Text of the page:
"The lens is sharp at F1.8 and sharpens up more as you stop down. Personally, I like to shoot wide open whenever possible, to encourage bokehliciousness (maybe not a word). So what are the negatives? Cost is an obvious one, but having used the lens I think it is a bargain. I have paid more than twice the price for Canon L lenses which can’t match the 75mm for IQ (or convenience, or light gathering). The only thing I would say is that the focus speed on this lens can be lacking occasionally. Take a series of photos at a similar distance from the subject and the 75mm is as fast as anything else out there; but . . . read more
All I can say is 'ouch'. And it was a double ouch for Roger, since after going through all the trouble assembling a kick-ass micro 4/3 system he found out it wasn't that portable any longer, so in the end he chose something even smaller. No, not the Pentax Q:
"In my last post I made a preliminary list of systems I was going to consider. Some people are a little surprised I’m considering crop sensor cameras. I’m surprised that they’re surprised. I’ve shot with a micro 4/3 system for months and it certainly met 80% of my needs, so an APS-C based camera may be just fine. Or I may decide that I need to have a full-frame camera. I’ve generally shot full frame for the last several years. . . . read more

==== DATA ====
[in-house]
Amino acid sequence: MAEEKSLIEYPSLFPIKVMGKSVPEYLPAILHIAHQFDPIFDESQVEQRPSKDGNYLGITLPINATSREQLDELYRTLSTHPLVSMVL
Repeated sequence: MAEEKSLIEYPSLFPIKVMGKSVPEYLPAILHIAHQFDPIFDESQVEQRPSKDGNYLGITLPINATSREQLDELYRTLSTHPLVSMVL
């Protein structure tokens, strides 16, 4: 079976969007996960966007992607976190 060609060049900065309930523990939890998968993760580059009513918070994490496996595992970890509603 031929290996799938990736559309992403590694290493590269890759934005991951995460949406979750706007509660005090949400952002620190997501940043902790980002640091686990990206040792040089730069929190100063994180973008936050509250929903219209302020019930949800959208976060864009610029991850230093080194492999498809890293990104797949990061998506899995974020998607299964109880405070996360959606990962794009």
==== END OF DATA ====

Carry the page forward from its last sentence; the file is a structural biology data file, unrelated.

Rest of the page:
Oh how time flies. A full year-and a day, has passed since the official revelation of the E-M5, a camera that came at a very crucial moment in Olympus history, the company still shaking by the aftermath of the financial misbehaving of its board. This little cam took the limelight away from all that, and has carried it far and away: The E-M5 must be the most awarded and decorated digital camera so far, having received a 'camera of the year' award by most major photography sites worth their affiliate links, and of course, by me.
Here is my 'best camera' definition: It is the one you can carry with you to as many places as possible, under as many environmental conditions as possible, and can deliver reliable output, day or night. And by that definition the Olympus E-M5 is the best camera that I've ever had, and I've been using digital cameras since 2001. I've been through almost all of Canon's EOS range, up to and including the 7D and the 5D Mark III, an untold number of prosumer cameras, both pocket sized and superzooms, and a couple of earlier micro 4/3 models from Olympus and Panasonic, even some NExes. . . . read more
A bit late? No, Spike posts his review on the exact day the OM-D was announced a year ago, so let's call it a birthday review. Spike previous camera is a Panasonic GX1, and he compares these two a lot:
"Those of us who have been shooting with M43 cameras for a while have always known how good they are, and we know how little you lose and how much you gain when you give up your DSLR for something smaller. But it has taken the E-M5 for the rest of the world to finally take notice and recognise the worth of these mirrorless cameras. Now I have an E-M5 in my hands, I understand why. . . . read more